021 / 023 / 025: 1, 2 VRC4

These allocations each request a single specific addressing scheme for VRC4, rather than the combined version used by submapper 0.

  • 021: 1 VRC4a
  • 025: 1 VRC4b
  • 021: 2 VRC4c
  • 025: 2 VRC4d
  • 023: 2 VRC4e
  • 023: 1 VRC4f

023: 1 VRC4f

Some unlicensed games used a second-source VRC4 clone with register addressing identical to VRC2b (the simplest contiguous in-order interpretation: 0,1,2,3). This was used in World Hero.

023: 3 VRC2b

Games on PCB 350926 (and its chip-on-board equivalents) rely on a single bit of RAM mapped in the region from $6000-$6FFF. Prior to NES 2.0, these games were supported by implementing WRAM in this region (despite this board not having WRAM). This board was used in Contra (J), Ganbare Goemon 2 and Konami Wai Wai World.

There are other VRC2 boards with the same register addressing as 350926 but without this feature ($6000-$6FFF is effectively open bus on them), but no game relies on the lack of the single bit of memory, so a separate submapper has not been allocated for them. These boards were used in Dragon Scroll, Getsu Fuuma Den, and Jarinko Chie.

Since this submapper represents VRC2, it should not implement the VRC4-only one-screen mirroring, PRG ROM banking modes, or IRQ capabilities. Wai Wai World depends on the lack of one-screen mirroring; it will have corrupt backgrounds in the vertically-scrolling stages and the ending if emulated with VRC4 capabilities.

025: 3 VRC2c

Ganbare Goemon Gaiden: Kieta Ougon Kiseru uses the same register addressing as VRC4b, but is VRC2, so this submapper should not implement VRC4-only capabilities.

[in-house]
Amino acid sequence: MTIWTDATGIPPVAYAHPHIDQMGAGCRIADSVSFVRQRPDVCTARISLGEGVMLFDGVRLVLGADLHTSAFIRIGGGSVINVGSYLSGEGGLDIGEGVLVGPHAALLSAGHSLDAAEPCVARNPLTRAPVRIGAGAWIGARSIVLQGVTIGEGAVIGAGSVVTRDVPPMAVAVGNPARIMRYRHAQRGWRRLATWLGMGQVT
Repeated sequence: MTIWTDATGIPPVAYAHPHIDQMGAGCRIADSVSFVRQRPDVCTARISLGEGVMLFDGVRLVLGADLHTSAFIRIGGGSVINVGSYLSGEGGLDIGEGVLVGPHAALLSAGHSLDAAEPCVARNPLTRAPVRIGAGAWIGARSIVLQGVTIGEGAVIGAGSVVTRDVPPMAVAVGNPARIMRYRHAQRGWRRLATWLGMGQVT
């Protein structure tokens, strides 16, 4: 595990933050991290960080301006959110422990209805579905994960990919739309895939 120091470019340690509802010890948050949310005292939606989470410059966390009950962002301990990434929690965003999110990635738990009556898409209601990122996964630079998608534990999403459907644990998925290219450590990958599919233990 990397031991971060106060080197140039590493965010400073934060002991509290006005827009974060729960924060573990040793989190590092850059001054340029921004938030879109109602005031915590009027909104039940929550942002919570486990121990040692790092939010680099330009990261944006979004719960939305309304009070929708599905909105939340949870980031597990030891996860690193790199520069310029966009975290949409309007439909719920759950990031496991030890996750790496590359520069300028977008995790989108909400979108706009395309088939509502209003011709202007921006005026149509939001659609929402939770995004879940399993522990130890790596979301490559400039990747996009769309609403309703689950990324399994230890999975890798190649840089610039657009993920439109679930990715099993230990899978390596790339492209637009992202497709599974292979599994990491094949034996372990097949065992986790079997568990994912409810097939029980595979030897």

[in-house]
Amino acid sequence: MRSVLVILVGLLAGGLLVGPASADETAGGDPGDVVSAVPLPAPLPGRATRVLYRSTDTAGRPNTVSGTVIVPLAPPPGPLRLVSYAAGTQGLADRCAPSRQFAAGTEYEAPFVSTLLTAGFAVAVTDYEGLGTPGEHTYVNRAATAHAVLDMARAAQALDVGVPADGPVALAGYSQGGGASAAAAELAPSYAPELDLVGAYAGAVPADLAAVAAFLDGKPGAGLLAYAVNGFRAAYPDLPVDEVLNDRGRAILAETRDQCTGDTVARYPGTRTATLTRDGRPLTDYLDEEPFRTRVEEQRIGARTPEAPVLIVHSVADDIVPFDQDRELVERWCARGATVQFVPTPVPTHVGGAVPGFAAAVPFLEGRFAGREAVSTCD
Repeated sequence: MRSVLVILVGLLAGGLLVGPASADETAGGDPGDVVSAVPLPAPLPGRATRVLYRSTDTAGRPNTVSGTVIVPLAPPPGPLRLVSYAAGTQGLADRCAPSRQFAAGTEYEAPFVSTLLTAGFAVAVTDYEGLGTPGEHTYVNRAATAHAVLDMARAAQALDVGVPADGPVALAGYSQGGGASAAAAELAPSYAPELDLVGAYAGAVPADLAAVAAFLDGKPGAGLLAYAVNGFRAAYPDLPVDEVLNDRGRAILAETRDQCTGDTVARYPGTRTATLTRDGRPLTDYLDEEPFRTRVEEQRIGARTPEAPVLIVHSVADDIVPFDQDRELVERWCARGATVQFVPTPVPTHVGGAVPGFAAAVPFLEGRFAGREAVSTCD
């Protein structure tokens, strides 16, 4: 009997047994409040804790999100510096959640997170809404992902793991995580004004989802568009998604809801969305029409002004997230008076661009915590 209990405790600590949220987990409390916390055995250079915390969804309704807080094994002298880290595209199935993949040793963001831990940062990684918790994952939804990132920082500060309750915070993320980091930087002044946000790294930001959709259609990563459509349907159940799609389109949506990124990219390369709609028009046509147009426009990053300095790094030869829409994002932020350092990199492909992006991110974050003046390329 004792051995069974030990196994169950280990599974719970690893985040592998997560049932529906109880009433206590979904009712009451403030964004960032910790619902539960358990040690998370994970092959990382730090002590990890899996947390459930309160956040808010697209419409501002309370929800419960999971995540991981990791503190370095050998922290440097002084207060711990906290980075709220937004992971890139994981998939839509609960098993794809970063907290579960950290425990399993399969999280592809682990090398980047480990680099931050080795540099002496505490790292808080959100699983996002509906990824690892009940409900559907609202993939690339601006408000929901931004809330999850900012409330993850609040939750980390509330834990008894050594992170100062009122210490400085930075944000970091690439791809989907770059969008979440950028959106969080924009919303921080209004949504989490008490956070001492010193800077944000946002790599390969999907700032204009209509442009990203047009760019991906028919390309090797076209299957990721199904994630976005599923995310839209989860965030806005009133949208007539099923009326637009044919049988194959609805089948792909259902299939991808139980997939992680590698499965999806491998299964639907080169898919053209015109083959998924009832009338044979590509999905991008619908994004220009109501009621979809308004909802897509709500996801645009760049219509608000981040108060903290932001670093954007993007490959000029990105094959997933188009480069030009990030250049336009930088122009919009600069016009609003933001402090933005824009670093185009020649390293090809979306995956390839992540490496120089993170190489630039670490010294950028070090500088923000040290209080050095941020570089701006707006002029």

Test ROMs

032: Irem G101

A variation of this mapper requires hardwired one-screen mirroring and entirely ignores writes to $9000.

032: 0

Normal (H/V mapper-controlled mirroring)

032: 1 Major League

CIRAM A10 is tied high (fixed one-screen mirroring) and PRG banking style is fixed as 8+8+16F

034: BNROM / NINA-001

This iNES mapper unfortunately combines the unrelated BNROM and NINA-001 mappers.

034: 0

Normal.

To disambiguate the two mappers, emulators have taken various approaches:

  • The presense of CHR larger than 8 KiB unambiguously requires NINA-001, as BNROM has no CHR banking.
  • The presence of CHR-RAM is taken to imply BNROM, because both extant BNROM games use CHR-RAM.
  • CRC tests may be used to select a mapper for previously known ROMs.
  • Implement both mappers simultaneously. This is compatible with existing games.

Selecting a single implementation based on CHR results in greater accuracy, since no game was ever intended for the combined definition.

New programs should not attempt to use a combined BNROM + NINA-001 mapper because this is not reliably available across emulators. Unusual combinations like NINA-001 with CHR-RAM are theoretically possible, but unlikely to be emulated consistently.

034: 1 NINA-001

NINA-001 only.

Test ROM:

034: 2 BNROM

BNROM only.

Some unlicensed boards by Union Bond were a variation of BNROM that included PRG RAM. These may also use this submapper if PRG RAM is specified in the NES 2.0 header.